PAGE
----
The Long Game:100 Years of Portland Parks Golf

August 27, 2018 7PM

It delights many of us as a lifetime pastime, but the game of golf has a history of being exclusionary. Studying the history of golf in Portland (as in the United States as a whole) shows the challenges that women and people of color have had regarding access to and involvement with the game. Join us for an honest look back at Portland Parks Golf’s first century, including successes and challenges. By studying where we’ve been and where we are, we have the opportunity to better understand where we want to go – and how to make the game the most inclusive it’s ever been. We want to serve Portlanders of all ages and races during the next 100 years of Portland Parks Golf, and inspire more passion – because that’s what is at the core of the game, and it should and can be embraced by all. Portland Parks Golf is recognized as one of the premier municipal systems in the country; welcoming golfers playing more than 300,000 rounds a year. Presented by Vincent Johnson, Portland Parks and Recreation Assistant Director of Golf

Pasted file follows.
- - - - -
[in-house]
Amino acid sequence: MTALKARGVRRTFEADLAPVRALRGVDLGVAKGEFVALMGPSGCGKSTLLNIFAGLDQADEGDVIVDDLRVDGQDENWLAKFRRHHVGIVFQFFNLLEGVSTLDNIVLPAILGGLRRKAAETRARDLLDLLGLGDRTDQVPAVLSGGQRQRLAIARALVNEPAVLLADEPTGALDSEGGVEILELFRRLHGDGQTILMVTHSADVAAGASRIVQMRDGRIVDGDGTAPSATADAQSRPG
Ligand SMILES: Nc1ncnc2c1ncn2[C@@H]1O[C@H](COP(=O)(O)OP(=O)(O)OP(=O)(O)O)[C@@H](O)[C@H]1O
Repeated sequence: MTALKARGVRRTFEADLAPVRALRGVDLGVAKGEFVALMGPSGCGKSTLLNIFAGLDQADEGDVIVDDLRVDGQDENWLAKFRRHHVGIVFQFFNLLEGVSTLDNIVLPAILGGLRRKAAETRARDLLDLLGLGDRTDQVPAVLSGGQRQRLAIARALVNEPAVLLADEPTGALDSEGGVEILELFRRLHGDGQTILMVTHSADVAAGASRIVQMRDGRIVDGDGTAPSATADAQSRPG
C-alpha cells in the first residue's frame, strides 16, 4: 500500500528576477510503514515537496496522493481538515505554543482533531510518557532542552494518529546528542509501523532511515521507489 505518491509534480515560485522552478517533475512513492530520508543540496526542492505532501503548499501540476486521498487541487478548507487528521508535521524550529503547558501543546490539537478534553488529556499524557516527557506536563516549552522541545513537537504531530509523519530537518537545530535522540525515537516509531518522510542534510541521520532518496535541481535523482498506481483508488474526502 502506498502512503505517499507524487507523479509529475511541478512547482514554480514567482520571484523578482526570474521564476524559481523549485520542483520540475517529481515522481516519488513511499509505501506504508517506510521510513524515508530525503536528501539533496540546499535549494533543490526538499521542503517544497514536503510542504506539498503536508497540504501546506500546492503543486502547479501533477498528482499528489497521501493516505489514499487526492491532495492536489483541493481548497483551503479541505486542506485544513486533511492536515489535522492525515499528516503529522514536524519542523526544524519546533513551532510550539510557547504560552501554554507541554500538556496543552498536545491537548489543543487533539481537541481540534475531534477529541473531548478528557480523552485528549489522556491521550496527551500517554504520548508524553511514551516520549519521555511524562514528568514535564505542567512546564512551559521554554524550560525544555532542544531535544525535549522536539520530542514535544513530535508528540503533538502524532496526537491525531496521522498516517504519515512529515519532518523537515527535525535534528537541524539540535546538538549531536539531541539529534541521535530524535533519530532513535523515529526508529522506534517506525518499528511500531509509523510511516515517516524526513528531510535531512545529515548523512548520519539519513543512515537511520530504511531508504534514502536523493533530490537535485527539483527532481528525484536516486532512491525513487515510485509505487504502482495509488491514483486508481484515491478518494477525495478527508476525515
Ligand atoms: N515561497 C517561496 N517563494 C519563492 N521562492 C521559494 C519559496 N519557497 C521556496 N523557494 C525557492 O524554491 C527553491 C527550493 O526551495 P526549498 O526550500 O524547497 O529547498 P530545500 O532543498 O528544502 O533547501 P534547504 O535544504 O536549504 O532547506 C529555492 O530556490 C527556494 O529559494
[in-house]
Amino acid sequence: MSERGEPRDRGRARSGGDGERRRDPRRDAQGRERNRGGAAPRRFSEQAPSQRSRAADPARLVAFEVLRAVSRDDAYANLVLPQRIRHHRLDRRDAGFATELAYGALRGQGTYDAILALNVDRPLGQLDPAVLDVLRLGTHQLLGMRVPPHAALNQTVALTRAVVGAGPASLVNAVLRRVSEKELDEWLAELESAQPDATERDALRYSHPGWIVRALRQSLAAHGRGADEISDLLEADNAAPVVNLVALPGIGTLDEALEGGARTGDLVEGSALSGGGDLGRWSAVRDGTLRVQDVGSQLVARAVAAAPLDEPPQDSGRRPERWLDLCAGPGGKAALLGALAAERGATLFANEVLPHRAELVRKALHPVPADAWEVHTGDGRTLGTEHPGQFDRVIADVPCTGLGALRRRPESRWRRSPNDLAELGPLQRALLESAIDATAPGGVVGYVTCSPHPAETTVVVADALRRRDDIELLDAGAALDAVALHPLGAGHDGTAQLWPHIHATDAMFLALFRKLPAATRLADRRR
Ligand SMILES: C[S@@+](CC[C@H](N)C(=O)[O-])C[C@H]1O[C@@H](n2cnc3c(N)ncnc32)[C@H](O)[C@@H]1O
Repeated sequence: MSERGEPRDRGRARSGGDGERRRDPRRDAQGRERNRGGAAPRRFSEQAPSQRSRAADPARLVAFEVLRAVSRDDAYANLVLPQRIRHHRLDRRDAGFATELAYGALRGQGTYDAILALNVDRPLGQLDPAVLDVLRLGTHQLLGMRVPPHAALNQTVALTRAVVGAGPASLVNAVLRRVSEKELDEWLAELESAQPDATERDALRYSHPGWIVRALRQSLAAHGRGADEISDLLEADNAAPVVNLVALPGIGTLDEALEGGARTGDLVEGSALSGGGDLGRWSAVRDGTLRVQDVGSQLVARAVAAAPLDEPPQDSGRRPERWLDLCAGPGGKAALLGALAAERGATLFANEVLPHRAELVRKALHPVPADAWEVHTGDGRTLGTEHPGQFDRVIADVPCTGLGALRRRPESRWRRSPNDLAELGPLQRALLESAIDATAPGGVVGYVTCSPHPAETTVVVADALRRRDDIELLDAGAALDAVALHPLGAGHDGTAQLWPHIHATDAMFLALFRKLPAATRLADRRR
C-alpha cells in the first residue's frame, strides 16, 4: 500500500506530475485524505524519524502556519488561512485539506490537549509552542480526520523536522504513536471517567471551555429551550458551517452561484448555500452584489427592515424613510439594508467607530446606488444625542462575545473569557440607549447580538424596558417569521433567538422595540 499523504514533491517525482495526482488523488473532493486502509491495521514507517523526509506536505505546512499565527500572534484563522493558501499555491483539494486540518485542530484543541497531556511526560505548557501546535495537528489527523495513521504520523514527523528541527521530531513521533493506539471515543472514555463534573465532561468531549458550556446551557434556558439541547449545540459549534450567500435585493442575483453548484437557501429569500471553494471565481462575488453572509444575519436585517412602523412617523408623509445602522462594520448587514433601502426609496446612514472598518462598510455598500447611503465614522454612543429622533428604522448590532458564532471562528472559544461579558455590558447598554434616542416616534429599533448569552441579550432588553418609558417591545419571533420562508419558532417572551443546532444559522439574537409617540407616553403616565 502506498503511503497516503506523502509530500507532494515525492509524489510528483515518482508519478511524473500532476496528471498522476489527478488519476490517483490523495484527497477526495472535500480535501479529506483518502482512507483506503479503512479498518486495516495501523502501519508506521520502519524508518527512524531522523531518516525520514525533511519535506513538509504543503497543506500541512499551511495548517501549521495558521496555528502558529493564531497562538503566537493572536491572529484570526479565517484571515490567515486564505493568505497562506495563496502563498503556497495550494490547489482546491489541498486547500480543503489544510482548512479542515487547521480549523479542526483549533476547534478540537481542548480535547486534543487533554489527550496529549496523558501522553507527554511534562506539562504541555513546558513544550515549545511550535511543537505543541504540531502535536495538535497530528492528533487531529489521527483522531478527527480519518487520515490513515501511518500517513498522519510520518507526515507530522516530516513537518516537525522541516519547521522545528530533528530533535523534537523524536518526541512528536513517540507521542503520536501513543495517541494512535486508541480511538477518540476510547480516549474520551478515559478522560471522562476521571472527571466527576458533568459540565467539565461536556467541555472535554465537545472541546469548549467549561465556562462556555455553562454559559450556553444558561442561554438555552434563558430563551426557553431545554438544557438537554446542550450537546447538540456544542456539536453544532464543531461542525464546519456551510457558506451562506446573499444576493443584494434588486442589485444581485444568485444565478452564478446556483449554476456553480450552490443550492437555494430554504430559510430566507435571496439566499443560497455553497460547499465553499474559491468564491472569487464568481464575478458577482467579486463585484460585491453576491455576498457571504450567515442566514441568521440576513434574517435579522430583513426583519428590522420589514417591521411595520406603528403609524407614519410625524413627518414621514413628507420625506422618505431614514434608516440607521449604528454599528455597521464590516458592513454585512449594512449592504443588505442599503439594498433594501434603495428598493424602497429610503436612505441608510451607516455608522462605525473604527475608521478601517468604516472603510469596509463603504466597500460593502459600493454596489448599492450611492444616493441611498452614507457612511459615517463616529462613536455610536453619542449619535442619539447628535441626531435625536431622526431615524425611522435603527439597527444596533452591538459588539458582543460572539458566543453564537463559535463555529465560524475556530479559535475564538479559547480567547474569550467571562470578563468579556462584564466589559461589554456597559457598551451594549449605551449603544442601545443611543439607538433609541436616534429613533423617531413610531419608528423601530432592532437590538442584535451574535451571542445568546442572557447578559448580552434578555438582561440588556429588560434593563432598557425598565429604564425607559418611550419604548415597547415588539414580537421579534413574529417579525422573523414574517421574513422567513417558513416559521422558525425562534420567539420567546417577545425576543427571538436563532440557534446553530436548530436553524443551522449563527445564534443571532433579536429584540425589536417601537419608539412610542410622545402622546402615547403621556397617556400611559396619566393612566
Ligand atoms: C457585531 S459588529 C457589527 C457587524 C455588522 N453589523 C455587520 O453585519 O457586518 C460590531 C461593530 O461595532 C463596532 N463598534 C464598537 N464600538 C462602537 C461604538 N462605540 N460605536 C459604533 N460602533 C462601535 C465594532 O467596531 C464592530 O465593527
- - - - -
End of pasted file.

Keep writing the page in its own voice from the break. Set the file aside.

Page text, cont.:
Crafting a Legacy: Pacific Northwest Women in Brewing

July 30, 2018 7PM

July's program features a panel of women who were and are influential in the history of the brewing industry that, in 2017 alone, contributed nearly $2 billion to Oregon's economy and $1.7 billion to that of Washington according to the Brewers Association. Beth Hartwell, Jen Kent and others will discuss their experiences and the culture of craft brewing in the Northwest.

State Sponsored Sterilization: The Dark History Of Eugenics in Oregon

June 25, 2018 7PM